Blu-ray Review
by Kevin Carr

    MOVIE: **** (out of 5 stars)
    BLURAY EXPERIENCE: **** (out of 5 stars)

    Cameron Diaz as MARY
    Matt Dillon as HEALY
    Ben Stiller as TED
    Lee Evans as TUCKER
    Chris Elliott as DOM
    Lin Shaye as MAGDA
    Jeffrey Tambor as SULLY

    Rated R
    Studio: 20th Century Fox

    Directed by: The Farrelly Brothers

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Ever since high school, Ted (Ben Stiller) has been crushing on Mary (Cameron Diaz), the girl he almost took to prom. Years later as an adult, Ted tries to look Mary up by sending a smarmy private investigator named Pat Healy (Matt Dillon). However, Healy falls in love with Mary and manipulates her into a relationship. When Ted tries to catch up with Mary later, he finds himself in the middle of a stalking nightmare.

The Farrelly Brothers came on strong in the movie scene with films like “Dumb and Dumber,” which I still consider to be one of Jim Carrey’s funniest movies. Since their heyday in the late 90s, the Farrelly Brothers have dimmed considerably, but not until after they made “There’s Something About Mary,” arguably the pinnacle of their success.

Were the film made today with the same cast, it would be a disaster. The actors are way too successful now, but the timing of this film allowed Diaz and Stiller, who were relatively untested as A-list above-the-line stars, to shine. Likewise, Matt Dillon was coming out of a career slump, and this film showed that he had the chops (both literally and figuratively) to handle comedy.

Like most films that have been in the public consciousness for ten years or more, “There’s Something About Mary” seems a little more tame than it was in 1998. However, that doesn’t mean the classic scenes involving zippers and mistaken “hair gel” any less funny. Even if you’ve seen this one before, it’s worth a second nostalgic look at what raunchy comedies were before Judd Apatow came on the scene.

What really worked – and still does – with this film is that the movie managed to walk a line between raunchy, gross-out comedy and a romantic comedy. There was enough ribald humor for guys, and the ladies in the audience could get into the relatively sweet love story.

Most of the problems I had watching “There’s Something About Mary” recently comes from my modern eye. I’ve seen enough Ben Stiller movies in the past ten years to get a bit annoyed with his recurring schtick. Same goes for Cameron Diaz. And some of the jokes don’t hit as hard as they did originally because I knew what was coming.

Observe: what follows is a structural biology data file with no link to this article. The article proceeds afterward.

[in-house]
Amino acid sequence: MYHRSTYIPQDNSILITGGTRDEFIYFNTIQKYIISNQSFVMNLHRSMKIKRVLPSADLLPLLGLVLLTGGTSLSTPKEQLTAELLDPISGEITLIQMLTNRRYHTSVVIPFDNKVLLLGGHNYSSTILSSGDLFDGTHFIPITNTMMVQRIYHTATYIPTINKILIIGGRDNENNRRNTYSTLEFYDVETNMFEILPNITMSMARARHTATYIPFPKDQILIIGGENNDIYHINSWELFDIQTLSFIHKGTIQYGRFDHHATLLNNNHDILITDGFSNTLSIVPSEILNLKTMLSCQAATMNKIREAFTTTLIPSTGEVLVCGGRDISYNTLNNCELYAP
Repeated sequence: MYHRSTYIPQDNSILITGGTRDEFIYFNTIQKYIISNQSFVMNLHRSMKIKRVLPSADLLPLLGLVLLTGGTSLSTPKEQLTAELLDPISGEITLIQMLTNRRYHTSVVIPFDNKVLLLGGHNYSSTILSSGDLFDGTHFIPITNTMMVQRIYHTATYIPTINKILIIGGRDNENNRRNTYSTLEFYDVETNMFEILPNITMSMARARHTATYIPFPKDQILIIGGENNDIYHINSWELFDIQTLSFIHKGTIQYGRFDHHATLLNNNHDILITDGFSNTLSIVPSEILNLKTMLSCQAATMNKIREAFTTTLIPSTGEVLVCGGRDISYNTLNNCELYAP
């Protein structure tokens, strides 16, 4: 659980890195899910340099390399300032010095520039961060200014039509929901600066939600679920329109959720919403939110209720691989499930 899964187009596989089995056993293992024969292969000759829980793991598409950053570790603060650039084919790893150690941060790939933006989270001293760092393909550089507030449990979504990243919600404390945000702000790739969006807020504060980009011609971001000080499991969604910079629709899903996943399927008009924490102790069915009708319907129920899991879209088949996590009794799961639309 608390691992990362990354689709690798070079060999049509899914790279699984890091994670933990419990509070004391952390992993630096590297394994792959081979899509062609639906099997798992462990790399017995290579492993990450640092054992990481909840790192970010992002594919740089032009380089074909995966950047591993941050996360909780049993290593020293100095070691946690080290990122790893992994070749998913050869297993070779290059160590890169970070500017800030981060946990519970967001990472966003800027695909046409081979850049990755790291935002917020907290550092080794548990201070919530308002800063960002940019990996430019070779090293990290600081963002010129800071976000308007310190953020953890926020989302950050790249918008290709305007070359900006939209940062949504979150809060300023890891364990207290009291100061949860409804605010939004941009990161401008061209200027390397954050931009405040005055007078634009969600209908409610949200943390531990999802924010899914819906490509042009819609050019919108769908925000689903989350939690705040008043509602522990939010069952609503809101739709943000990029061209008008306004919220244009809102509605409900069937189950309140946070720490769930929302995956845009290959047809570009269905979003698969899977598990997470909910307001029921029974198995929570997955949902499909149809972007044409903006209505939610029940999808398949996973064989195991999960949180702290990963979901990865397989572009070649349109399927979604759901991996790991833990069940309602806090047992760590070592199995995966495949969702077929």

“There’s Something About Mary” also fell into a trap I’ve seen a lot lately, with films like “Zack and Miri Make a Porno” – the female lead is a non-pornographic male’s fantasy. At one point in the movie, Mary says, “I want a guy who can play 36 holes of golf, and still have enough energy to take Warren and me to a baseball game, and eat sausages, and beer, not lite beer, but beer.” I’m sure those kind of ladies exist, but I’d bet big money that they don’t look like Cameron Diaz.

The Blu-ray release of “There’s Something About Mary” pulls its features from an earlier collector’s edition DVD release, offering oodles of bonus material. Both the theatrical cut and the extended cut is available, which I have not before seen on DVD in this smooth of a cut.

The Farrelly Brothers lend their voices to a commentary track, which also branches into scene-specific comedy for the extended edition of the film. Writers Ed Decter and John J. Strauss also perform a commentary track. Also along the commentary lines, the directors talk over an abandoned clay animated title sequence.

There’s a slew of featurettes, including the retrospective “AMC Backstory” which examines the movie’s success and “Around the World with Mary” which dubs a variety of languages into the ending scene.

Featurettes for the Blu-ray include “Getting Behind Mary,” “Comedy Central Reel Comedy,” “Up a Tree with Jonathan Richman and Tommy Larkins” (the musicians strung throughout the film), “Franks & Beans: A conversation with W. Earl Brown” (the actor who pays Warren, giving insight into playing an iconic character and not actually being mentally retarded), “Exposing Themselves: Cameron Diaz, Matt Dillon, Ben Stiller, Chris Elliot,” “Touchdown: A Conversation with Brett Favre,” “Interview Roulette with Harland Williams” (the funniest bit yet with the comic best known for creating “Seven Minute Abs”), “Puffy, B**** and B****” and “Behind the Zipper.”

Additional features include a music video, “Build Me Up Buttercup” karaoke and outtakes.

Fans of Ben Stiller or the Farrelly Brothers, and anyone who might want to take up stalking as a hobby.

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